These days a conversation with Monica offers no hint of self-doubt.  She says quite confidently that AMH is a perfect fit for her.  The size of the facility has given her a broad base of experience that would have taken months, even years, to attain in a larger hospital.  Monica explains that this small size also allows her to give patients more personalized care than they would get in a more urban hospital. And working at AMH is something of a homecoming for Monica.  Her patients are often surprised when she tells then she that was born in Alleghany Memorial Hospital.

Monica’s life journey to this point may offer us clues to that question of what determines success.  She was fortunate to find herself in a youth music program where hard work and practice were expected and rewarded.  Her mother recognized Monica’s musical giftedness and made sacrifices for private lessons to enhance that gift.  When her family faced personal challenges, Monica’s extended family provided a safety net as they regained their footing.  Her mother instilled and modeled a strong work ethic.  A small elementary school gave her personalized attention and an enhanced sense of community.  Wilkes Community College furnished the flexibility to balance work and education, while preparing her for a career of professional service.  She married into a hardworking family of entrepreneurs that produced her husband who understands how to provide her encouragement when she needs it most.  And now she works in an environment where she is supported by all levels of staff as she seeks to give back to her community.

A strong work ethic, a sense of delayed gratification, a safety net for life’s challenges, and a network of encouragers are crucial to individual success. As to the question of how we define success.  We don’t have to look further than Monica Santos Torres.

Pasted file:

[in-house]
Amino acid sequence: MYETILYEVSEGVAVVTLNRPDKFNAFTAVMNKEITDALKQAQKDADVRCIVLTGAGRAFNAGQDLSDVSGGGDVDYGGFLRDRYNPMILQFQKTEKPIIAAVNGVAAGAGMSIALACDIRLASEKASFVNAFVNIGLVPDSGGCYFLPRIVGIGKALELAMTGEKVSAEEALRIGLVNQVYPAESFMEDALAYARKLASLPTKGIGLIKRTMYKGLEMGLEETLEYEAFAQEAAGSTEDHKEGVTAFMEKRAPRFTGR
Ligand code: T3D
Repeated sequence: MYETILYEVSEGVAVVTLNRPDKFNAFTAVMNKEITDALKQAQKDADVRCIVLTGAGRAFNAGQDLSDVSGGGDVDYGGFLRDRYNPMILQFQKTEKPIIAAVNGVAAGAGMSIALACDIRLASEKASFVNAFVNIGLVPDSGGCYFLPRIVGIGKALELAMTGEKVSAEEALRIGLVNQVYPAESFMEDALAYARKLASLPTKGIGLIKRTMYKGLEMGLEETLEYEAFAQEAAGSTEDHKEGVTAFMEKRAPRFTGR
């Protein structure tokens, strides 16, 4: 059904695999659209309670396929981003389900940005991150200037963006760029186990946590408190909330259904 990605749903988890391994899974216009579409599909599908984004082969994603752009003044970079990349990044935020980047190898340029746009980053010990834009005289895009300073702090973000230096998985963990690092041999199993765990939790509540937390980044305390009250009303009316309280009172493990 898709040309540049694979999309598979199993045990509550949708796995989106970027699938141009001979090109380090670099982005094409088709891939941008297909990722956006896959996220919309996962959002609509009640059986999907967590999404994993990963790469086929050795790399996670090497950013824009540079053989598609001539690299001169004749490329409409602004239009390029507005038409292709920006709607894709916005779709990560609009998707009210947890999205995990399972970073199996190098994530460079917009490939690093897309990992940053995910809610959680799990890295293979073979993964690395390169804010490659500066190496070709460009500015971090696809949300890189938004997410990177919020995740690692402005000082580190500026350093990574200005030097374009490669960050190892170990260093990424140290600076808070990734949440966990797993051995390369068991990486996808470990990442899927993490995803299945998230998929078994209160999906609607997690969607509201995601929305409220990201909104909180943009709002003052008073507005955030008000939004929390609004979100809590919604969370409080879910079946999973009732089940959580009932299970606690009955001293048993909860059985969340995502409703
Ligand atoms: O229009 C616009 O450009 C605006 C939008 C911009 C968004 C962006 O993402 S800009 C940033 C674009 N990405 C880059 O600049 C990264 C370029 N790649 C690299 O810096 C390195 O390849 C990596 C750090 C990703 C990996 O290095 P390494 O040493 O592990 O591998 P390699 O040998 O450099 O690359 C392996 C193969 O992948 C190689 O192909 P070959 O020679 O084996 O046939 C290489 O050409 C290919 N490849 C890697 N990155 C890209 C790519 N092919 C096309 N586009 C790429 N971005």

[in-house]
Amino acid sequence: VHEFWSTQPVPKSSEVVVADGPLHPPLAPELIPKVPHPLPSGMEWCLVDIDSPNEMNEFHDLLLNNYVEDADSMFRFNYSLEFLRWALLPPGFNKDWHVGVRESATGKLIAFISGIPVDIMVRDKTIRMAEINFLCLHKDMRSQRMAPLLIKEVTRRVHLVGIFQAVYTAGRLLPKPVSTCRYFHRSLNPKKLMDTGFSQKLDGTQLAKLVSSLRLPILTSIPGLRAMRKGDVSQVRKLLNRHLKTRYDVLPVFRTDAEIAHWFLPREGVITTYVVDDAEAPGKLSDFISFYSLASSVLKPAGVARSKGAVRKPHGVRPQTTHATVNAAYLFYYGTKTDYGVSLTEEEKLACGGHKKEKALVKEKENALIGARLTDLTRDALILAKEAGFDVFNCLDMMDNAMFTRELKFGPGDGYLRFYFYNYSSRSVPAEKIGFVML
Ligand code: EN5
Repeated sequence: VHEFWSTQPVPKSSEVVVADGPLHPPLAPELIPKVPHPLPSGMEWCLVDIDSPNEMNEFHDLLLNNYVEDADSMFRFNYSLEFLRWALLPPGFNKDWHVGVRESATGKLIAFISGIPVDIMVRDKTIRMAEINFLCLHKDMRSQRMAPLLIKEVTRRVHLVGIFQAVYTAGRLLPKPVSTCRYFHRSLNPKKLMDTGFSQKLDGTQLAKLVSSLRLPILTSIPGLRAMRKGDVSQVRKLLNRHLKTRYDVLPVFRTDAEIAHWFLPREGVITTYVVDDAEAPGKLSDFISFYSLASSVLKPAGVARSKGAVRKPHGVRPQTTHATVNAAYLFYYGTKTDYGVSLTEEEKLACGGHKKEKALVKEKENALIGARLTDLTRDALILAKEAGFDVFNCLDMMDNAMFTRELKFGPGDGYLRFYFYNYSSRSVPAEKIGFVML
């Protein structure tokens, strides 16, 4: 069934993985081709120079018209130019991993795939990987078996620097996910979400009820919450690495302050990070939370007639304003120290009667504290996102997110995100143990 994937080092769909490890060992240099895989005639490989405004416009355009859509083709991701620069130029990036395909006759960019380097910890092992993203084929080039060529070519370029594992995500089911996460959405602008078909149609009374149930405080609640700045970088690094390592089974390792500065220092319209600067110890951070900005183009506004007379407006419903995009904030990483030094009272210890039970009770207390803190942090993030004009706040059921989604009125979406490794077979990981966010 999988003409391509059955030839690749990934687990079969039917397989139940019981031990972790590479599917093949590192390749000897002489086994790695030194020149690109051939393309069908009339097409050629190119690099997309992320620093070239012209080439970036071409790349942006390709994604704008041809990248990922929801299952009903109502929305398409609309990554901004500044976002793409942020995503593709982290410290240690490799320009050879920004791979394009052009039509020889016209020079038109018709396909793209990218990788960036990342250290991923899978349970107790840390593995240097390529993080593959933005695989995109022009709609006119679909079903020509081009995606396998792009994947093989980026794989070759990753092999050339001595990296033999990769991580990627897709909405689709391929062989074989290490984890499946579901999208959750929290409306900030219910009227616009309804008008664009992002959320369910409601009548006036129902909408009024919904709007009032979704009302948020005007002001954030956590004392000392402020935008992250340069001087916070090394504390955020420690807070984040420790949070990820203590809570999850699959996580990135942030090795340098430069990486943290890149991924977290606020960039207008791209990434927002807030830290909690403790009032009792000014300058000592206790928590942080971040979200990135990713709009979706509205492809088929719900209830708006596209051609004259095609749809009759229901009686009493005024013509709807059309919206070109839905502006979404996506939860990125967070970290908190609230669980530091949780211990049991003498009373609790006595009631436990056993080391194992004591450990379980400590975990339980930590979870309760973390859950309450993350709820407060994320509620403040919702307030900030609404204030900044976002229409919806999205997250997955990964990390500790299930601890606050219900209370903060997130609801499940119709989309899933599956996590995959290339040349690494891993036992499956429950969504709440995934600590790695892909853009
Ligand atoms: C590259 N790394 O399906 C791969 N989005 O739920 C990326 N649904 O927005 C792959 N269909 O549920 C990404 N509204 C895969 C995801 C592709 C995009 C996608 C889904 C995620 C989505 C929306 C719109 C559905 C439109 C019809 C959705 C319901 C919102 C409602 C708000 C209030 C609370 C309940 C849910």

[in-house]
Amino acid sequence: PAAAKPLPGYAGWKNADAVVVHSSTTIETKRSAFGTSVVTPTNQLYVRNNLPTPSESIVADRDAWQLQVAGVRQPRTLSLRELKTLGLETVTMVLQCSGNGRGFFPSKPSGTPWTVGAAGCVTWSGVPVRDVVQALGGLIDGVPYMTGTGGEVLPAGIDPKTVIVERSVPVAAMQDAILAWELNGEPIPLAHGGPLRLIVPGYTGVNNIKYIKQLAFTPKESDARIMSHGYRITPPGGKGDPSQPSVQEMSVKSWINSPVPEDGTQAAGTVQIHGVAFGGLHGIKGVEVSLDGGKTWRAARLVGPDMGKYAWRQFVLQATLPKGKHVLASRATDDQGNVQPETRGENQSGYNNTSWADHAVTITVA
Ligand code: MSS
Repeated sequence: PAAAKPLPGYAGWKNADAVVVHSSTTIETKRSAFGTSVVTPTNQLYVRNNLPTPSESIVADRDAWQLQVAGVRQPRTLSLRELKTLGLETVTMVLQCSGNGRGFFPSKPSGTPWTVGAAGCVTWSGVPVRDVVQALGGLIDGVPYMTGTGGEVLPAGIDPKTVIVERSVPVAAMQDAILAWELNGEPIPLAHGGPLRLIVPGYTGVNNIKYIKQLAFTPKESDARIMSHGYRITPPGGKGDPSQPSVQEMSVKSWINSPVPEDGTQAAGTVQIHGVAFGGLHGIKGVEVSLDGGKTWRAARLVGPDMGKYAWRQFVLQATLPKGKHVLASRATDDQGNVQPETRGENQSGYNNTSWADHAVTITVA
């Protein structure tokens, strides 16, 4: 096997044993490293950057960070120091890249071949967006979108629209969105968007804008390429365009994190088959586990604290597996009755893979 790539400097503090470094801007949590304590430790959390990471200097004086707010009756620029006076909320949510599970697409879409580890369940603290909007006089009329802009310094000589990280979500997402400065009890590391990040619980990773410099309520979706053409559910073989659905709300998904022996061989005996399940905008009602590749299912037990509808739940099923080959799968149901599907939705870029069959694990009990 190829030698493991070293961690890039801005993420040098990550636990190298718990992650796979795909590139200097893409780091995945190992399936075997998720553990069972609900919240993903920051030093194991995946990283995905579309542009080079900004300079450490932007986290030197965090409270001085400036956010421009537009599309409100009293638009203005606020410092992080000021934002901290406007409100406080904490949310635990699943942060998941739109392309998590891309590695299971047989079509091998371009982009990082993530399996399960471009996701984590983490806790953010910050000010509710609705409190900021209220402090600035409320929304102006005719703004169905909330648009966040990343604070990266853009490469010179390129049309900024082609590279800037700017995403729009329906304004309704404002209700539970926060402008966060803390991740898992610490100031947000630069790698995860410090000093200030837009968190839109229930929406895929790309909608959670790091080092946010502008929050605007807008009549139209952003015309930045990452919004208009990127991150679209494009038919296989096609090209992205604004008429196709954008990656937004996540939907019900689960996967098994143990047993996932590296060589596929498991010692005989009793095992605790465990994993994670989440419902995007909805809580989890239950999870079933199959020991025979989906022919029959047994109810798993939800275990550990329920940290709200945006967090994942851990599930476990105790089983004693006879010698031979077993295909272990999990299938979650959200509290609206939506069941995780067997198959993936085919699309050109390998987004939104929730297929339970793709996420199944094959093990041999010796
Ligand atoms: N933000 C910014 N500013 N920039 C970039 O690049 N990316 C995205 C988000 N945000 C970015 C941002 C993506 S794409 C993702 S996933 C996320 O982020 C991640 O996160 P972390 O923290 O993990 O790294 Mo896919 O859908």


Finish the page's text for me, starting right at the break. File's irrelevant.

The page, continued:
Tiffany Vargas and Isabel Engel Alleghany Junior Appalachian Musicians

Some would say that traditional, old-time mountain music is more caught than taught.  The songs are circular in nature, rotating from “A” to “B” parts and back again.  In jams, the more accomplished musicians sit in the center of a circle and those learning surround them.  Creating something of a vortex, the tunes pull those learning into the song.

Alleghany Junior Appalachian Musicians (JAM) follows a similar process.  In 2000, Sparta (NC) Elementary School guidance counselor, Helen White, founded the first JAM program at Sparta Elementary.  Aided by local musicians, the program set out to expose elementary aged students to traditional mountain music.  As JAM grew in popularity, it received funding from a variety of sources and has spun into 29 programs in four states.  But for all its success and expansion, at the center of the JAM circle are the students.

Tiffany Vargas

Tiffany Vargas

Tiffany Vargas has been a fiddle student in Alleghany JAM for five years.  While she enjoys old-time tunes, she also plays semi-classical music in a string quartet and the flute in the school band.  Her grandfather, Charlie Earp, is an accomplished classical and jazz musician, and Tiffany has taken fiddle lessons from Erika Godfrey in neighboring Surry County.

Isabel Engel

Isabel Engel

Isabel Engel has also been in the program for five years.  Like Tiffany, she’s from a musical family.  Isabel’s dad plays the guitar and her step-dad plays the guitar, mandolin and bass.  Isabel finds music relaxing.  She enjoys the challenge of working through the complexities of the songs.  One of her favorite tunes is the Peacock Rag.

Musician and educator, Lucas Pasley, is the current program director Alleghany JAM.  He describes the Alleghany County program as focusing on kids, heritage and community.  With the help of local musicians, they seek to provide a positive place for kids to belong, regardless of their skill level.